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The Implicit or Explicit Character of Negotiation: How Quality Improvements are discussed in Communities of Practice in Health Care
Linnéuniversitetet, Institutionen för pedagogik (PED). (Bridging the Gaps)ORCID iD: 0000-0002-3164-8462
2013 (English)Conference paper, (Other academic)
Resource type
Text
Abstract [en]

Purpose

This study bases its interest in the discursive importance for change and how negotiation can be supported. The purpose of this study was to analyze what is at stake in the interface between adaptation and change, how improvements are negotiated, and if the negotiation differs between a uniform and a networked community of practice.

Theoretical framework

The result is explained in relation to a social learning theory, Communities of Practice and its scientific field. A complementary methodology of critical discourse analysis is used to investigate genre and style of the discourses that are produced in the negotiation of improvements.

Design

Observations of quality improvement conversations were made at an orthopedic- and rheumatology clinic in Sweden. Ward staff meetings represent a tightly coupled community and a process team represents a network of communities. The process team connects all communities that shape a process of care for a particular subgroup of patients. Two samples of recurrent central themes were chosen from the empirical data for more detailed transcriptions and a critical discourse analysis was made in three steps: descriptive, interpretive, and an explaining analysis.

The study used a participatory research design with recurrent learning seminars between staff and researchers. The staff took part in addressing the research problem, planning the research process and validated tentative findings.

 

Results

Traditional standards were at stake in the interface between adaptation and change and the negotiation needed to be explicit if change was going to happen. In the tightly coupled community standards were taken for granted and not explicitly negotiated. Initiatives of change had no impact because they were not discursively valued compared with old ones. In contrast to the ward meeting, the team had to negotiate and explain old standards as well as new ones because of their unfamiliar relation to each other. As they argued they got hold of new meanings that could be more valuable for patients.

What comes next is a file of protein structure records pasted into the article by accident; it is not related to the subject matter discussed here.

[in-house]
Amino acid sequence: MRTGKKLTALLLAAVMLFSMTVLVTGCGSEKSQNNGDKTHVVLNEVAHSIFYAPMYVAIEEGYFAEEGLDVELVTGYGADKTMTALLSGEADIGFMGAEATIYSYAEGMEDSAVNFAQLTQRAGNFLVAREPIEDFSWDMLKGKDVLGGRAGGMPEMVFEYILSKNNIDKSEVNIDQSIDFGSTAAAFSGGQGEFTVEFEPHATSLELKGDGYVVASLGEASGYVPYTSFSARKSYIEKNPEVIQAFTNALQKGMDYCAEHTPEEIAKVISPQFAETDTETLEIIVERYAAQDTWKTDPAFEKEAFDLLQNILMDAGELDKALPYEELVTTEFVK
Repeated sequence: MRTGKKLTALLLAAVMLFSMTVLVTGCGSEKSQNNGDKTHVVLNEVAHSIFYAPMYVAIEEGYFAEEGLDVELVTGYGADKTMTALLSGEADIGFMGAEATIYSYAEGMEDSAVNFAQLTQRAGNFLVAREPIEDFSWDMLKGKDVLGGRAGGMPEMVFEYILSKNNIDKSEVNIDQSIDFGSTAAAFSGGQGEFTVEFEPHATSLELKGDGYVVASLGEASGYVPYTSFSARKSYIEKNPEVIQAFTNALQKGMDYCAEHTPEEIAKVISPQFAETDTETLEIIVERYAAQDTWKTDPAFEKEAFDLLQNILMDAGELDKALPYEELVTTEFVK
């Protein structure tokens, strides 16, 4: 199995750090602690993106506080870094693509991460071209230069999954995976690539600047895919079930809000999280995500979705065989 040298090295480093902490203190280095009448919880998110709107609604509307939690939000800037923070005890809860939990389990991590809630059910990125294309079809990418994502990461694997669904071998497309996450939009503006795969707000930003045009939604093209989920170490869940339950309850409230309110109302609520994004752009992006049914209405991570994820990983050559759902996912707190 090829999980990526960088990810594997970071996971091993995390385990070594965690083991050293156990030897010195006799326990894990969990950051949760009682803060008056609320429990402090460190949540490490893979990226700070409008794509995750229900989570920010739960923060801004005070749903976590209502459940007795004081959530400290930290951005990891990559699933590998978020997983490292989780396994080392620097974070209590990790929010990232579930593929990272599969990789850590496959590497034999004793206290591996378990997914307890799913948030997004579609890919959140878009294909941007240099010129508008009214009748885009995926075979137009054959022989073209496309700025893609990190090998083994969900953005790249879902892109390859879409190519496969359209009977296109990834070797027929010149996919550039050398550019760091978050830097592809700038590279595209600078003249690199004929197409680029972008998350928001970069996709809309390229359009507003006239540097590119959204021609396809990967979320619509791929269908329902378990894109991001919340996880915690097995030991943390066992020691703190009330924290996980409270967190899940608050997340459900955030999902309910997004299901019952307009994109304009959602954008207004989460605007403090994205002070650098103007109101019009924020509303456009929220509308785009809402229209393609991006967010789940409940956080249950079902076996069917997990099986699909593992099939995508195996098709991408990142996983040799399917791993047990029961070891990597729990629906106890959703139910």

Limitations

This study has been limited to analyze how the interactive dialogue is produced and not the participation in a more quantitative sense. The analysis show supportive and equal participation from the samples that were selected. However, if you had looked at the overall texts and made a quantitative analysis of speech space it might have shown inequalities.

Practical implications

The study implicates that external coaches of improvement work could be useful in tightly coupled communities of practice. An external coach can help the community create awareness of taken for granted standards and support an explicit negotiation.

Value

The contribution of how to support improvement dialogues can be transferable and universal to other organizations that integrate both uniform and networked communities.

Place, publisher, year, edition, pages
2013.
National Category
Pedagogy
Identifiers
URN: urn:nbn:se:hj:diva-29270OAI: oai:DiVA.org:hj-29270DiVA: diva2:899201
Conference
International HELIX Conference 2013, Innovation Practices in Work, Organisation and Regional Development - Problems and Prospects, 12-14 June 2013, Linköping, Sweden
Projects
Bridging the Gaps
Available from: 2013-11-18 Created: 2016-02-01 Last updated: 2016-02-01Bibliographically approved

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Citation style
  • apa
  • harvard1
  • ieee
  • modern-language-association-8th-edition
  • vancouver
  • Other style
More styles
Language
  • de-DE
  • en-GB
  • en-US
  • fi-FI
  • nn-NO
  • nn-NB
  • sv-SE
  • Other locale
More languages
Output format
  • html
  • text
  • asciidoc
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